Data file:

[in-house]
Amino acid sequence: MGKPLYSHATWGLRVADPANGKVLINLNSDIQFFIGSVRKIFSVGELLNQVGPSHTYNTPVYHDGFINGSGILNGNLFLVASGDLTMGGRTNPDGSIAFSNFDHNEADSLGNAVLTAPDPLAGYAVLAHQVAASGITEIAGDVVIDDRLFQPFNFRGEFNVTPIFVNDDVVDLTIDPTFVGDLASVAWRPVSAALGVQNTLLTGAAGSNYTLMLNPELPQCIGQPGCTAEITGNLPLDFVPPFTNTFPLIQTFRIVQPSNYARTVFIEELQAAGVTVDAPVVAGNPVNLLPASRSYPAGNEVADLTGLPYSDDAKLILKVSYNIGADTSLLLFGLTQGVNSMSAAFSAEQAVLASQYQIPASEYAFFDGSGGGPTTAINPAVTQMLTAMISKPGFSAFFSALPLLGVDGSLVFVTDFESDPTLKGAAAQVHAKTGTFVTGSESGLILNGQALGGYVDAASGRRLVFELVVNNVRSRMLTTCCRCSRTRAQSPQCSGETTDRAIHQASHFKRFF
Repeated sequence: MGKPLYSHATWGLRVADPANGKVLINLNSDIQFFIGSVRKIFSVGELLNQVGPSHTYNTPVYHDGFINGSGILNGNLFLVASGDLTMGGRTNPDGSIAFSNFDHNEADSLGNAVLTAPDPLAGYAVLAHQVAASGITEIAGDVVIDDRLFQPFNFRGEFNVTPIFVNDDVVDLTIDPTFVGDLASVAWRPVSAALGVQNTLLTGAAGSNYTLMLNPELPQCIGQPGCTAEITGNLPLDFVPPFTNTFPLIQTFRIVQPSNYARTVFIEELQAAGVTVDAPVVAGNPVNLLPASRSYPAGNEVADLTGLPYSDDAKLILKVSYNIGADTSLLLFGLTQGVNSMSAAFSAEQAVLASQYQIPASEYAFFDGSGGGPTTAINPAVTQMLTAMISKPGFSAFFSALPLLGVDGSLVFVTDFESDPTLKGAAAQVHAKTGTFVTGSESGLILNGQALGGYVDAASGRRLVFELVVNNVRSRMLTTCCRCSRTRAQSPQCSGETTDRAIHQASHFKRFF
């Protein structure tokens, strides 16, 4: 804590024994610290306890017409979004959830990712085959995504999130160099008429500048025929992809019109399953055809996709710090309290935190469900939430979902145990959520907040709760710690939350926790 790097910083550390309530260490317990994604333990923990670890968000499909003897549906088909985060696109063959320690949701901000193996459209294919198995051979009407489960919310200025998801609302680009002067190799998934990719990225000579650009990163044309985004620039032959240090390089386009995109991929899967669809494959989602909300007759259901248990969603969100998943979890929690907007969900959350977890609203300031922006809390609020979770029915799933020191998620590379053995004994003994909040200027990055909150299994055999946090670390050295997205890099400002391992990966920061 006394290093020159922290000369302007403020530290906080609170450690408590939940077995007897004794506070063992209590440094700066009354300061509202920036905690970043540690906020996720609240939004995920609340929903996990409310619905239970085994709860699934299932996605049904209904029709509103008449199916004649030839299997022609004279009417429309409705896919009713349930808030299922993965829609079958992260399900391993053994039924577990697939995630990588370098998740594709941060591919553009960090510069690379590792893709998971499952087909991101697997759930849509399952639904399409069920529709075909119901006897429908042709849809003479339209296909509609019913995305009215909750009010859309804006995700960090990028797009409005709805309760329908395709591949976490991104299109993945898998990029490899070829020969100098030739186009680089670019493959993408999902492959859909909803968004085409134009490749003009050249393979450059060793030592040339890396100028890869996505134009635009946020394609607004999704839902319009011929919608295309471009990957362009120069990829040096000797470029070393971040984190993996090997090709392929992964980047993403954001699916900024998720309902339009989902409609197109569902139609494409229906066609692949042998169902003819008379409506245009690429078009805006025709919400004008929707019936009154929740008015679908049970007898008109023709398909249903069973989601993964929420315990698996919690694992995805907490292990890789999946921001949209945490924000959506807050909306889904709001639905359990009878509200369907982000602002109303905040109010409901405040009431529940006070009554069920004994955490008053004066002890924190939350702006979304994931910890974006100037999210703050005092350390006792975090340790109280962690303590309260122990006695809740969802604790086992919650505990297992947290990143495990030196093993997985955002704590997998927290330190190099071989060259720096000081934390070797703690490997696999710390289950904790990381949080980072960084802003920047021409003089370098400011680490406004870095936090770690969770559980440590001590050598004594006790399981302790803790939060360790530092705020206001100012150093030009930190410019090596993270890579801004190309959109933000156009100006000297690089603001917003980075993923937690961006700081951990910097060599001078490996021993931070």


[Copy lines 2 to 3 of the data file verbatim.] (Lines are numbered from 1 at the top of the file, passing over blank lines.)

Amino acid sequence: MGKPLYSHATWGLRVADPANGKVLINLNSDIQFFIGSVRKIFSVGELLNQVGPSHTYNTPVYHDGFINGSGILNGNLFLVASGDLTMGGRTNPDGSIAFSNFDHNEADSLGNAVLTAPDPLAGYAVLAHQVAASGITEIAGDVVIDDRLFQPFNFRGEFNVTPIFVNDDVVDLTIDPTFVGDLASVAWRPVSAALGVQNTLLTGAAGSNYTLMLNPELPQCIGQPGCTAEITGNLPLDFVPPFTNTFPLIQTFRIVQPSNYARTVFIEELQAAGVTVDAPVVAGNPVNLLPASRSYPAGNEVADLTGLPYSDDAKLILKVSYNIGADTSLLLFGLTQGVNSMSAAFSAEQAVLASQYQIPASEYAFFDGSGGGPTTAINPAVTQMLTAMISKPGFSAFFSALPLLGVDGSLVFVTDFESDPTLKGAAAQVHAKTGTFVTGSESGLILNGQALGGYVDAASGRRLVFELVVNNVRSRMLTTCCRCSRTRAQSPQCSGETTDRAIHQASHFKRFF
Repeated sequence: MGKPLYSHATWGLRVADPANGKVLINLNSDIQFFIGSVRKIFSVGELLNQVGPSHTYNTPVYHDGFINGSGILNGNLFLVASGDLTMGGRTNPDGSIAFSNFDHNEADSLGNAVLTAPDPLAGYAVLAHQVAASGITEIAGDVVIDDRLFQPFNFRGEFNVTPIFVNDDVVDLTIDPTFVGDLASVAWRPVSAALGVQNTLLTGAAGSNYTLMLNPELPQCIGQPGCTAEITGNLPLDFVPPFTNTFPLIQTFRIVQPSNYARTVFIEELQAAGVTVDAPVVAGNPVNLLPASRSYPAGNEVADLTGLPYSDDAKLILKVSYNIGADTSLLLFGLTQGVNSMSAAFSAEQAVLASQYQIPASEYAFFDGSGGGPTTAINPAVTQMLTAMISKPGFSAFFSALPLLGVDGSLVFVTDFESDPTLKGAAAQVHAKTGTFVTGSESGLILNGQALGGYVDAASGRRLVFELVVNNVRSRMLTTCCRCSRTRAQSPQCSGETTDRAIHQASHFKRFF